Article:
Database limitations

FLOOR is available through the following connectors: Microsoft Excel, Text File, Statistical File, Published Data Source, Amazon EMR Hadoop Hive, Cloudera Hadoop, DataStax Enterprise, Google Analytics, Google BigQuery, Hortonworks Hadoop Hive, MapR Hadoop Hive, Microsoft SQL Server, Salesforce, Spark SQL.

HEXBINX

SyntaxHEXBINX(number, number)
OutputNumber
DefinitionMaps an x, y coordinate to the x-coordinate of the nearest hexagonal bin. The bins have side length 1, so the inputs may need to be scaled appropriately.
Example
HEXBINX([Longitude]*2.5, [Latitude]*2.5)
NotesHEXBINX and HEXBINY are binning and plotting functions for hexagonal bins. Hexagonal bins are an efficient and elegant option for visualising data in an x/y plane such as a map. Because the bins are hexagonal, each bin closely approximates a circle and minimises variation in the distance from the data point to the centre of the bin. This makes the clustering both more accurate and informative.

HEXBINY

SyntaxHEXBINY(number, number)
OutputNumber
DefinitionMaps an x, y coordinate to the y-coordinate of the nearest hexagonal bin. The bins have side length 1, so the inputs may need to be scaled appropriately.
Example
HEXBINY([Longitude]*2.5, [Latitude]*2.5)
NotesSee also HEXBINX.

LN

SyntaxLN(number)
Output

Number

The output is Null if the argument is less than or equal to zero.

DefinitionReturns the natural logarithm of a <number>.
Example
LN(50) = 3.912023005
NotesSee also EXP and LOG.

LOG

SyntaxLOG(number, [base])

If the optional base argument isn't present, base 10 is used.

OutputNumber
DefinitionReturns the logarithm of a number for the given base.
Example
LOG(16,4) = 2
NotesSee also POWER LN.

MAX

SyntaxMAX(expression) or MAX(expr1, expr2)
OutputSame data type as the argument, or NULL if any part of the argument is null.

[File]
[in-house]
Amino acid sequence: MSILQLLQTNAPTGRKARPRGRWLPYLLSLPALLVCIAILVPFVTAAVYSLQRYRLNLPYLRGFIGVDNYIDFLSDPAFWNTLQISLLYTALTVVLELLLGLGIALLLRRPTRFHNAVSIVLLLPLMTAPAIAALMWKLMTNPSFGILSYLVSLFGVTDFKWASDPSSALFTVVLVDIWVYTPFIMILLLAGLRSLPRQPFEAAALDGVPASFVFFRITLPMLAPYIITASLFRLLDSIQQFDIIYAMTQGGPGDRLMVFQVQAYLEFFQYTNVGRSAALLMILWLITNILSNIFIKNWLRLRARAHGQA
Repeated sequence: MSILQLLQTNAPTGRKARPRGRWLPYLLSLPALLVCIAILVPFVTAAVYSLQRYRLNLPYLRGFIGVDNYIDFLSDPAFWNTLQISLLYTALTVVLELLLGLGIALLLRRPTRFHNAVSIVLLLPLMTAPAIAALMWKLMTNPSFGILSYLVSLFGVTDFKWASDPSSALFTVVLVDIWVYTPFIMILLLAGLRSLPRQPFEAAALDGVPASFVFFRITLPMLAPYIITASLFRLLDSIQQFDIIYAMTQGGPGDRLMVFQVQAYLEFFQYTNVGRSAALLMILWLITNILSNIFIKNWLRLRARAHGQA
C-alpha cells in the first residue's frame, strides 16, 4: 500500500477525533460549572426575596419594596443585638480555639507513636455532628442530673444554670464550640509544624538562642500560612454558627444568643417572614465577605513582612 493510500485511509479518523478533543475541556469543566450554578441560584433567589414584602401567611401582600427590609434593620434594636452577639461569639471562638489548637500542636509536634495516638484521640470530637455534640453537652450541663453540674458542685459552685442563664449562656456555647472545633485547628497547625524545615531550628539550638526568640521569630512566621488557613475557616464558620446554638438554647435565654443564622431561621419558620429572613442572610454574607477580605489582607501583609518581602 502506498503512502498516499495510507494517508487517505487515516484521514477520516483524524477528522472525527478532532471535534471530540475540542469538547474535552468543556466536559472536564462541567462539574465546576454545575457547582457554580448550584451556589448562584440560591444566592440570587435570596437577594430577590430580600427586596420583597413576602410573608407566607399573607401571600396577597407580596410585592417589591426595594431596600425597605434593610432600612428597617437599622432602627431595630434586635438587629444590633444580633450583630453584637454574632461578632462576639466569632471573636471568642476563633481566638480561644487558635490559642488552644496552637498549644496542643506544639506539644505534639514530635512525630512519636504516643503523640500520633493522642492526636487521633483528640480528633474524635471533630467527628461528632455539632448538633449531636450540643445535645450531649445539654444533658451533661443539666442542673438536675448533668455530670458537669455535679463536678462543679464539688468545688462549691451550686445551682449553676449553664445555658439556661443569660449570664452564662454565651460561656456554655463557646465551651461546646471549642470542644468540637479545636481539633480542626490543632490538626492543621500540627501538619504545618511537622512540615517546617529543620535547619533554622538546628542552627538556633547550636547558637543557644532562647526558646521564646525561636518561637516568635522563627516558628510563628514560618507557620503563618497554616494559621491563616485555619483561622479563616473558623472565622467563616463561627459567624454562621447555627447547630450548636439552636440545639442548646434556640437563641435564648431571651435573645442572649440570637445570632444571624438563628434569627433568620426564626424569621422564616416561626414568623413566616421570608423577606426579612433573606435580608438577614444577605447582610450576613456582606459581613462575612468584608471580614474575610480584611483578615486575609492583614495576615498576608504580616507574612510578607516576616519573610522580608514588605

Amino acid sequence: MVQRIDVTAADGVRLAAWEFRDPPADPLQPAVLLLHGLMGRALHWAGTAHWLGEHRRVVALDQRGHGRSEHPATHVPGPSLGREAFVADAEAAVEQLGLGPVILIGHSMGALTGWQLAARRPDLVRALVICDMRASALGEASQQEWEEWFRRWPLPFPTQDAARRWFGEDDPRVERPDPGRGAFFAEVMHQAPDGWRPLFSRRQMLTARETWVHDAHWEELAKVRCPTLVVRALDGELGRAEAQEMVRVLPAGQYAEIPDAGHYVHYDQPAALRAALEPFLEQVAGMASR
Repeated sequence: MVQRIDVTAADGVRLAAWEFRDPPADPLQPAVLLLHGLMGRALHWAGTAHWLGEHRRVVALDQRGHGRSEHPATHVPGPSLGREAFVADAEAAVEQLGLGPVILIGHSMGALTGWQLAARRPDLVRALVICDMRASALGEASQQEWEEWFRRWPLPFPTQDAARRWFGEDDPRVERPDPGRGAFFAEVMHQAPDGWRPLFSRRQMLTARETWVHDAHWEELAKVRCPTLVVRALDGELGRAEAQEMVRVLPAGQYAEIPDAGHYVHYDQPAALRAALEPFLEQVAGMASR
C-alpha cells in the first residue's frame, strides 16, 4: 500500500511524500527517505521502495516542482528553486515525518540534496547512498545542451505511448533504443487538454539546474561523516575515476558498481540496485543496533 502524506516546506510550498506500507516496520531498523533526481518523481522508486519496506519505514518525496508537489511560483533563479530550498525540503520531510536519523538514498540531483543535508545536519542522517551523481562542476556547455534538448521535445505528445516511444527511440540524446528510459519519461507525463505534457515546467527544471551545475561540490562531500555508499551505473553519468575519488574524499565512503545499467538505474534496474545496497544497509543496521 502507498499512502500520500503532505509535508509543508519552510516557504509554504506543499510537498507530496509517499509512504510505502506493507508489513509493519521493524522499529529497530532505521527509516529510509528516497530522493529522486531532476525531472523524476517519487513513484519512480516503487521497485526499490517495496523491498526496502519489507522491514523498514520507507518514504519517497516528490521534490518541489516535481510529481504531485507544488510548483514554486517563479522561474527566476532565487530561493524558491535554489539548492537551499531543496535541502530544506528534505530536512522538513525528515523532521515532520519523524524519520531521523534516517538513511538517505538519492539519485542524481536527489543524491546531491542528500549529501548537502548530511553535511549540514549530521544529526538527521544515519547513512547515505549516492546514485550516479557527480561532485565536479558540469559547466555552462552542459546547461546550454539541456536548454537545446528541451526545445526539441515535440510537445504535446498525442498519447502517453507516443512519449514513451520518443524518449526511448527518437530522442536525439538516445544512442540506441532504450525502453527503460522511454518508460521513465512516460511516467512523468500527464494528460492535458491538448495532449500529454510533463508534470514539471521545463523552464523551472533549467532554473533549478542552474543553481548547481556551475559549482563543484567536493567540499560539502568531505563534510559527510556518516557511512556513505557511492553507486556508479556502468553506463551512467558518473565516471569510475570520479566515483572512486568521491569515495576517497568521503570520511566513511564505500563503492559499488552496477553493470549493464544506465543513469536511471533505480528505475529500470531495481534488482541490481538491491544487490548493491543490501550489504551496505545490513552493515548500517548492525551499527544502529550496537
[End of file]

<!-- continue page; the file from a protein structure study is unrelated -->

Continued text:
Definition

Returns the maximum of the two arguments, which must be of the same data type.

MAX can also be applied to a single field as an aggregation.

Example
MAX(4,7) = 7
MAX(#3/25/1986#, #2/20/2021#) = #2/20/2021#
MAX([Name]) = "Zander"
Notes

For strings

MAX is usually the value that comes last in alphabetical order.

For database data sources, the MAX string value is highest in the sort sequence defined by the database for that column.

For dates

For dates, the MAX is the most recent date. If MAX is an aggregation, the result will not have a date hierarchy. If MAX is a comparison, the result will retain the date hierarchy.

As an aggregation

MAX(expression) is an aggregate function and returns a single aggregated result. This displays as AGG(expression) in the viz.

As a comparison

MAX(expr1, expr2) compares the two values and returns a row-level value.

See also MIN.

MIN

SyntaxMIN(expression) or MIN(expr1, expr2)
OutputSame data type as the argument, or NULL if any part of the argument is null.
Definition

Returns the maximum of the two arguments, which must be of the same data type.

MIN can also be applied to a single field as an aggregation.

Example
MIN(4,7) = 4
MIN(#3/25/1986#, #2/20/2021#) = #3/25/1986#
MIN([Name]) = "Abebi"
Notes

For strings

MIN is usually the value that comes first in alphabetical order.

For database data sources, the MIN string value is lowest in the sort sequence defined by the database for that column.

For dates

For dates, the MIN is the earliest date. If MIN is an aggregation, the result will not have a date hierarchy. If MIN is a comparison, the result will retain the date hierarchy.

As an aggregation

MIN(expression) is an aggregate function and returns a single aggregated result. This displays as AGG(expression) in the viz.

As a comparison

MIN(expr1, expr2) compares the two values and returns a row-level value.

See also MAX.

PI

SyntaxPI()
OutputNumber
DefinitionReturns the numeric constant pi: 3.14159...
Example
PI() = 3.14159
NotesUseful for trig functions that take their input in radians. See also RADIANS.

POWER

SyntaxPOWER(number, power)
OutputNumber
DefinitionRaises the <number> to the specified <power>.